Jacob Avshalomov (b. Tsingtao, China, 1919) studied with Aaron Avshalomov, Ernst Toch, Bernard Rogers, Jacques Gershkovitch, and Aaron Copland. Mr. Avshalomov has taught at Columbia University (1946-54); Reed College, University of Washington, Tanglewood, and the Aspen Music School. His awards include a Guggenheim Fellowship; a New York Music Critics Circle Award; a Naumburg Recording


Award; and the Ditson conductor's Award. Mr. Avshalomov has conducted the United States premieres of Bruckner's Mass in D; Tippett's A Child of Our Time; Handel's The Triumph of Time & Truth; and Sessions' Divertimento. He has been conductor of the Portland Youth Philharmonic since 1954 and is a past member of the National Humanities Council and the National Endowment for the Arts Music Planning Section.




Of his Open Sesame! he writes: "This piece was commissioned in 1985 to celebrate the 15th Anniversary of the North Shore Youth Orchestra of Auckland, New Zealand. To get on their wave-length I turned to some games-pieces I had written for our son David when he was learning to play the piano. These reflected the scamperings, the wistfulness and the mischief of childhood, and they are my take-off points for the orchestral development of the first movement, Escapades.




In 'teenage come Yearnings, that are such a poignant part of the search for self. The search continues in later youth, in quest of self-esteem; this often comes from the esteem of others. Thus, Kudos rings of approbation, recognition and fulfillment; it makes the joyful noise we all hope for.




These are some of the stations leading to a full life; but a password is needed to permit our advance: hence, Open Sesame! The thematic materials of the three movements are interwoven - as they are in life."




Bryan Johanson (b. Yakima, Washington 1953) A noted guitarist as well as a composer, Johanson studied composition with Charles Jones and William Bolcom, and guitar with Alirio Diaz, Christopher Parkening and Michael Lorimer. His compositions have won awards from the St. Paul Chamber Orchestra, the Aspen Music Festival, the Kennedy Center, UCLA, and the Esztergom International Guitar Festival in Hungary.




Recent premieres include his Symphony II, written for the Oregon Symphony, and Nero's Flute, Suite of Imaginary Beings, Dance of the Blue Devil - all for various chamber groups that include the guitar.




Johanson is currently a Professor of Music at Portland State University. The idea for the Cretan Rhapsody, he tells us, came to him during a trip to Crete in 1985. He was impressed with the islanders as a proud, independent people, and was moved by their generous hospitality. The Rhapsody is a subjective portrait of this experience. Premiere performance was by the Oregon Symphony in 1988.




Oregon's Portland Youth Philharmonic is America's first youth orchestra, founded in 1924 and celebrating its 70th Anniversary in the 1993-94 season. A decade ago, a highlight of its 60th Anniversary was the joint concert given with the New York Philharmonic and Leonard Bernstein - enroute to a European tour. In 1992 the Orchestra toured in Japan and Korea. In June 1994 it will make its sixth international tour, to Germany, playing at major venues in Frankfurt, Stuttgart, Augsburg, Munich and Berlin; young soloists from the host cities will be invited to perform with the Orchestra and the Frankfurter Kantorei will appear with it as well.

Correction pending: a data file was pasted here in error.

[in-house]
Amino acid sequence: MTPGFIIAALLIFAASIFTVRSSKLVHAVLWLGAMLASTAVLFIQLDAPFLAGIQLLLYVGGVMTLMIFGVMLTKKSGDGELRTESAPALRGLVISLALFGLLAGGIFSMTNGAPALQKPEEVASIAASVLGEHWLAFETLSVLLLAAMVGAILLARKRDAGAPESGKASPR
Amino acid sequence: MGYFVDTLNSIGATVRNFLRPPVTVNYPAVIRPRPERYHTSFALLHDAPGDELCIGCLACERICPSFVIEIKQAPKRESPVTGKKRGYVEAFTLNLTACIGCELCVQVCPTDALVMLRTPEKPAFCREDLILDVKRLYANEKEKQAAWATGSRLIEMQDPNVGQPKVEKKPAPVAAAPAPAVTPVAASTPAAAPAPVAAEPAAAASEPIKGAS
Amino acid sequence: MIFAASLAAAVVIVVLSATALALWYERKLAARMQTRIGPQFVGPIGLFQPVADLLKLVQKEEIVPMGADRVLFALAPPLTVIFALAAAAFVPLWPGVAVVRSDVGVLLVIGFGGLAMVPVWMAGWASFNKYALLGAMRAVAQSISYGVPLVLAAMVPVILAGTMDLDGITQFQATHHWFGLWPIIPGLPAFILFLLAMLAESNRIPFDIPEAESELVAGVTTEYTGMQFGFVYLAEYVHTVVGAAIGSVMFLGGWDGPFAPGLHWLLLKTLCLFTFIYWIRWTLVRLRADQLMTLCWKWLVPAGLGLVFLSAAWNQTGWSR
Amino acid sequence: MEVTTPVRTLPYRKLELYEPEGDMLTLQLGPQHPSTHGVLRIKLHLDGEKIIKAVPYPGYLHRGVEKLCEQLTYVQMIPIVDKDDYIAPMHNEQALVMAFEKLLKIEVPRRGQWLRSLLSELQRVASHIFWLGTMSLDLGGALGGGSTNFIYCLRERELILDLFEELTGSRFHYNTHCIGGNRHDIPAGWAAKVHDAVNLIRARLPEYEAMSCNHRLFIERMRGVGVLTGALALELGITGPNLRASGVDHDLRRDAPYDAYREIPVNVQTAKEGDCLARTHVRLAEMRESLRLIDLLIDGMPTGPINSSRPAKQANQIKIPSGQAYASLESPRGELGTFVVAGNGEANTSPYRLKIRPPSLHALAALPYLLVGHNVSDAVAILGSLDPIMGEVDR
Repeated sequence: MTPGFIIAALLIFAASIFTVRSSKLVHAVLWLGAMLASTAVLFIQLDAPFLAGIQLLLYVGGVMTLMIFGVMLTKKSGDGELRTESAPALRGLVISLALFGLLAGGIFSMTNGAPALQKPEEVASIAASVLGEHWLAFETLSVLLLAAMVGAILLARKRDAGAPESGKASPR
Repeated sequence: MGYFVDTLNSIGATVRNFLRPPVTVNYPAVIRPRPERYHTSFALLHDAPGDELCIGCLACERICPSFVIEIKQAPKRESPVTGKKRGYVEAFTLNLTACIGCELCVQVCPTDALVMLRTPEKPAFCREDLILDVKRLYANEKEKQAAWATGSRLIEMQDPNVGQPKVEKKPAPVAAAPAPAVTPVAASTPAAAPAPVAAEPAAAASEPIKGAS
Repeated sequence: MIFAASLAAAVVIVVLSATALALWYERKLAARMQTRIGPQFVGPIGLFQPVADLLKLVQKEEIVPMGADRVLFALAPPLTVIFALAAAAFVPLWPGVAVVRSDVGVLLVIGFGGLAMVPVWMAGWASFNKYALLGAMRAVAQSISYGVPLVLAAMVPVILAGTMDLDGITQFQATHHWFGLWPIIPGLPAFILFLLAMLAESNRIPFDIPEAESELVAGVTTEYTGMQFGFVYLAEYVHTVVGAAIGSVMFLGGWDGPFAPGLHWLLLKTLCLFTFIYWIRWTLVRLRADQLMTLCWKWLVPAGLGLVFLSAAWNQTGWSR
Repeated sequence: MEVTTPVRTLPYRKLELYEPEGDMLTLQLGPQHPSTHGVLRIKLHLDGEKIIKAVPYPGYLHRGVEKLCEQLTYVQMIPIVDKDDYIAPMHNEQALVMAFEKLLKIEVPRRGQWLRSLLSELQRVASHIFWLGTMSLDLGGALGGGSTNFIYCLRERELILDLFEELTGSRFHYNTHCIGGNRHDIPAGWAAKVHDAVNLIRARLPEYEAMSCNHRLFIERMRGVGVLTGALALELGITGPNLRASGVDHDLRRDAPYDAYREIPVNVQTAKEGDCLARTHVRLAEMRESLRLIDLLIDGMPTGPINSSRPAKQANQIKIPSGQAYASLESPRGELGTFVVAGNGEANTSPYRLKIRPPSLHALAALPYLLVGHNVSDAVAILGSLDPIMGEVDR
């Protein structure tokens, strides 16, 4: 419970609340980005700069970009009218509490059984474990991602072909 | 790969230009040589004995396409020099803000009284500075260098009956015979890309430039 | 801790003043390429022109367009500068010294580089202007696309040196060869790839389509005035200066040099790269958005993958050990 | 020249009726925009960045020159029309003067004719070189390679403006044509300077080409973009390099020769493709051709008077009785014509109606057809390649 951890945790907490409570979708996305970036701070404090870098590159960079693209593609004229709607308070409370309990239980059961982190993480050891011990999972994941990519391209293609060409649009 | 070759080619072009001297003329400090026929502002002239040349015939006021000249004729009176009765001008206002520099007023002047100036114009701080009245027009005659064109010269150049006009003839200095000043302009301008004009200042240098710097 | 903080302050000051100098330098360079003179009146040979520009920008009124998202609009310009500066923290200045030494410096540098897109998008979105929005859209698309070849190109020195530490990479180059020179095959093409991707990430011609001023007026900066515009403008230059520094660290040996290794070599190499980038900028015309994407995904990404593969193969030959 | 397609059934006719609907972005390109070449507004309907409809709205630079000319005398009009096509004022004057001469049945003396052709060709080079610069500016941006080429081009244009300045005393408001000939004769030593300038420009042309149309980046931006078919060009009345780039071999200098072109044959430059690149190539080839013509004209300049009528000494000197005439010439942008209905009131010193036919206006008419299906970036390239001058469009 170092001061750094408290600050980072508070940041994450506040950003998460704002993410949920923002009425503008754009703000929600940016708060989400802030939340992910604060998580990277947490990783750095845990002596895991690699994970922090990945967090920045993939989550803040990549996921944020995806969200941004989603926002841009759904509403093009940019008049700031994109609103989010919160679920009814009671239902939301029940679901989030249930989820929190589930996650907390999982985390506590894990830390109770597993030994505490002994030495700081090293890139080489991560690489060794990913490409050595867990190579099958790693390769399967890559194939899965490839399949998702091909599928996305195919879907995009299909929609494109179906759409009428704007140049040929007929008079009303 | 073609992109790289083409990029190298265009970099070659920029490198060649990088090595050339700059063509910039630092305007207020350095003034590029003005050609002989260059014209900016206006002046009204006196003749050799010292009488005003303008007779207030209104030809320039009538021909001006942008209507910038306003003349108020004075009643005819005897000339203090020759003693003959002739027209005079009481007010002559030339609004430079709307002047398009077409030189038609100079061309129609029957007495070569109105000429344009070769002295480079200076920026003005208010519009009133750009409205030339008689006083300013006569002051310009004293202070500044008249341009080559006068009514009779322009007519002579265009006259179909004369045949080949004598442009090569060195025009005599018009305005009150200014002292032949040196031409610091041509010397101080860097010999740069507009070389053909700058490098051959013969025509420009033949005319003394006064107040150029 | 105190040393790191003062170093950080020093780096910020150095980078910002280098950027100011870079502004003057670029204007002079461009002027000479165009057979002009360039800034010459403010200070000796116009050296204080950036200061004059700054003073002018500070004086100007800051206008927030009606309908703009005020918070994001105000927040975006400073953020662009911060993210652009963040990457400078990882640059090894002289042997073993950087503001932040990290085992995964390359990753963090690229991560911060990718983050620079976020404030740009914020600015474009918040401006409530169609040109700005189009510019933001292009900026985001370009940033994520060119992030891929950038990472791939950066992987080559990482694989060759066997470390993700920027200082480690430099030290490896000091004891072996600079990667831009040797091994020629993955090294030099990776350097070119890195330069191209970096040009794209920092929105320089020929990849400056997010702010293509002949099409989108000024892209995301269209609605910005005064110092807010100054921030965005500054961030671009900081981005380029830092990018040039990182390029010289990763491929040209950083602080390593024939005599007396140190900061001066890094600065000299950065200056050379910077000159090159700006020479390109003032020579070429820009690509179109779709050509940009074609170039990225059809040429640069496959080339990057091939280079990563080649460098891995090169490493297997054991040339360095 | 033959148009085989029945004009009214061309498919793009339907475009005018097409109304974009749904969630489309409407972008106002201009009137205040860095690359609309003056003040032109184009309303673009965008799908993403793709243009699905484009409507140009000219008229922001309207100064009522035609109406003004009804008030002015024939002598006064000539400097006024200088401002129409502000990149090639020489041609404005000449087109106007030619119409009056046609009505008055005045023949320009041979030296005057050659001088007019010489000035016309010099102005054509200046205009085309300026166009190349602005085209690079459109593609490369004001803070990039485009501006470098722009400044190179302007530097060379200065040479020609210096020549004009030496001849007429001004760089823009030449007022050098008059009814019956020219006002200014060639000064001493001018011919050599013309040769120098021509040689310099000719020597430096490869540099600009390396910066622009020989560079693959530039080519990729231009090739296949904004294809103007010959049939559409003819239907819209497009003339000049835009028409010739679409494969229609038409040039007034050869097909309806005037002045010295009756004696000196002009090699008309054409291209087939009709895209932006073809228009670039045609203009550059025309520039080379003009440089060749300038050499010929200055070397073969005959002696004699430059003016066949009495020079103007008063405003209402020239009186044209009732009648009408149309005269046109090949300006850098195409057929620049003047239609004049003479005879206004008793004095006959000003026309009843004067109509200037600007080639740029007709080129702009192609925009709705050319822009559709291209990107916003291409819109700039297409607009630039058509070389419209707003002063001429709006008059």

The Orchestra has over 100 players, age 12 to 22; another 100 are trained in the Preparatory Orchestra. These groups have long been the natural avenue for the musically gifted youth of the region.




The Portland Youth Philharmonic Association maintains a scholarship program, for lessons during the season and for study at top-flight summer schools: the jointly funded scholarship to Tanglewood (by the Berkshire Music Center and the Portland Youth Philharmonic) has been ongoing for 40 years. The Orchestra also holds a competition for piano soloists, and collaborates with choruses, dance groups, art students, language classes and other educational and civic groups. It commissions new works, almost all of which have been recorded.




Six concerts are given each season, for adults and children, in the city's major halls; audiences range from 1,500 to 2,700. In addition the Orchestras do run-out concerts and join hands with students at schools and colleges of the region. Two books by the Conductor give a detailed account of the Orchestra's work and accomplishments: MUSIC IS WHERE YOU MAKE IT, and THE CONCERTS REVIEWED. The perennially rich educational program has attracted a substantial Endowment Fund, which yields some 20% of the annual budget.




In its 70 year history the Orchestra has had only two conductors, Jacques Gershkovitch, the founder, and Jacob Avshalomov - who conducts his 40th anniversary concert this season.




This compact disc is dedicated to the memory of Ruth Saunders Leupold, who played Assistant Concertmaster in the original orchestra of 1924, and whose heirs have partially funded the recording.




-Jacob Avshalomov






Recorded: May 29 and 30, 1993 in Evans Hall, Lewis & Clark College, Portland, Oregon




Producer: Adam Stern




Engineers: John Eargle, JME Consulting Corporation & Al Swanson, Location Recording






Oregon Composers


Portland Youth Philharmonic


Jacob Avshalomov, conductor






Salvador Brotons






Symphonic Movement #7 (10:49)




Kevin Walczyk




The Delphic Suite (11:09)


Lament from Troy (5:57)


Ruler of the Winds (5:12)




John Van Buren




Mementos (21:05)


Moderato (6:46)


Tempo di Pavanne (8:03)


Presto (6:16)




Jacob Avshalomov




Open Sesame! (16:55)


Escapades (3:51)


Yearnings (5:07)


Kudos (7:57)




Bryan Johanson




Cretan Rhapsody (10:06)




Total Time = 72:08